My friend's nieces had to move to Bombay after having grown up in Bangalore. After making the move into a new school, they came back one last time to pack up the house and decided to have a little goodbye party.
My friend’s nieces had to move to Bombay after having grown up in Bangalore. After making the move into a new school, they came back one last time to pack up the house and decided to have a little goodbye party.
The younger one aged ten, let’s call her M, is extremely popular - or as my friend said, “ she’s very amenable and well behaved, everyone loves her.” Hence many teachers and friends were at the farewell party. Many tears were shed on both sides along with promises to stay in touch and come back to visit and so on.
The next day, my friend asked her niece - you must be sad to leave, no? M clicked her tongue nonchalantly and said “No, my friends in Bombay have the same personalities!”
I cannot help but marvel at those who travel so light. They seem to form such strong connections, but only in the moment. They carry few traces of these connections though and move on easily to form instantly strong connections elsewhere. Precisely for this even tempered lightness, they become everybody’s favourite person - the sunbeam everyone wants to catch in their hand.
Such lightness is rather important in an era when being connected and disconnected occur simultaneously and we each struggle with feeling constantly dispensable. Spun out of tightly woven communities, we struggle to define who we are in relation to others. More and more people freelance or work on a project basis. They form intense connections on assignment, and move on with an equal intensity - whether to a pre-existing life, or a new project, it is hard to say.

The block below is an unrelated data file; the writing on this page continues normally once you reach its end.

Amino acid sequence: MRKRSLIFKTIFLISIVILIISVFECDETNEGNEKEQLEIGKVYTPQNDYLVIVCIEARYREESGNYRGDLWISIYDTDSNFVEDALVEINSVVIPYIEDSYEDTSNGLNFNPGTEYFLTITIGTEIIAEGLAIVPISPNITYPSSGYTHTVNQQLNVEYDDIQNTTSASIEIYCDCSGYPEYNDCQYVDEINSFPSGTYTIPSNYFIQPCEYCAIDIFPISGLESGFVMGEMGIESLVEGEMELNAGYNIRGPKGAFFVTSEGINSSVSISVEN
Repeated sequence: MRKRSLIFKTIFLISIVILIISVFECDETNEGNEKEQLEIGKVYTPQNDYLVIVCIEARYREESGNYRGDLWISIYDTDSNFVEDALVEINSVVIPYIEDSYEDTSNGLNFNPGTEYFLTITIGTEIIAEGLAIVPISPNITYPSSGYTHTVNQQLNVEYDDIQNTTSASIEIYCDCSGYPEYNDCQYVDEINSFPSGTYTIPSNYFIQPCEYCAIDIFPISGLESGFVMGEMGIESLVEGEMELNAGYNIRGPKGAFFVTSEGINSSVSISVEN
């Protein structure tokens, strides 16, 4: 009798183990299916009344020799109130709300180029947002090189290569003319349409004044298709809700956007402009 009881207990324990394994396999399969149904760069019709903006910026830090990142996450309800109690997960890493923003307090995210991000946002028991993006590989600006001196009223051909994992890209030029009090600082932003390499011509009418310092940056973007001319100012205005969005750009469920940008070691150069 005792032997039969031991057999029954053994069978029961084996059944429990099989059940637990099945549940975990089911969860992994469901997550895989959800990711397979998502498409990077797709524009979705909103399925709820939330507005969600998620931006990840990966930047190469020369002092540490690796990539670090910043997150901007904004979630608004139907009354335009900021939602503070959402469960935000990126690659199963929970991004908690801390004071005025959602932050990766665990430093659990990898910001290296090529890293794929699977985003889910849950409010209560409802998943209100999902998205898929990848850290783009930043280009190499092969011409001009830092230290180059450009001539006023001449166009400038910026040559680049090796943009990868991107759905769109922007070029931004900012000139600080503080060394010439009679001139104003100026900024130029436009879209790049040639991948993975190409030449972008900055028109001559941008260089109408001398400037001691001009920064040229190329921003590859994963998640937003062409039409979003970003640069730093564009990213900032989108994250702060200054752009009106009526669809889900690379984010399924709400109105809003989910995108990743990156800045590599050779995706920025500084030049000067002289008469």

Dealing with wandering attention is an actual crisis of contemporary life. Perhaps for this reason we become increasingly numerical in our approach - number of Facebook friends, number of Twitter followers (I am informed by a young colleague that you should roughly have three fourths more followers than the number of people you follow, otherwise you are un-cool. This alarming fact has rendered me paralysed on Twitter but that’s another column).
More and more people I know cannot have only one social plan per day - socialising all happens in carousel mode where an evening would typically involve coffee with one set, an event with another set and dinner with another set of friends. Perhaps they have all the requisite personalities one needs - and one has at least one of the requisite personalities they need. Certainly one facet of this personality is anxiety.
It is hard to tell if these surfaces of conviviality are a genuine change or they too mask the old cliché of being lonely in a crowd. We’ve never had the need for as many spas, retreats, Vipassana courses, guru-driven arts of living and meditative pursuits and accoutrements as we currently do. Centering oneself might feel very urgent when life is a conveyer belt.
That lightness, which M exhibits - of complete feeling in the moment, an ability to move on with equal solidity - is an adaptive quality of great value.
In truth, we are never the sole focus on any unwavering attention, nor capable of it completely. It’s just that in the past we never knew when people looked away from us. Today’s connectivity makes it painfully clear. Confronting these new shapes of friendship and love with a certain openness, rather than bitter nostalgia is the only way to find a way back to meaning. To understand that some loves disappear with distance, to recognize that some loves sustain through distraction and change, has always been the job of the human heart and
Paromita Vohra is an award-winning Mumbai-based filmmaker, writer and curator working with fiction and non-fiction. Reach her at www.parodevi.com.
The views expressed in this column are the individual’s and don’t represent those of the paper.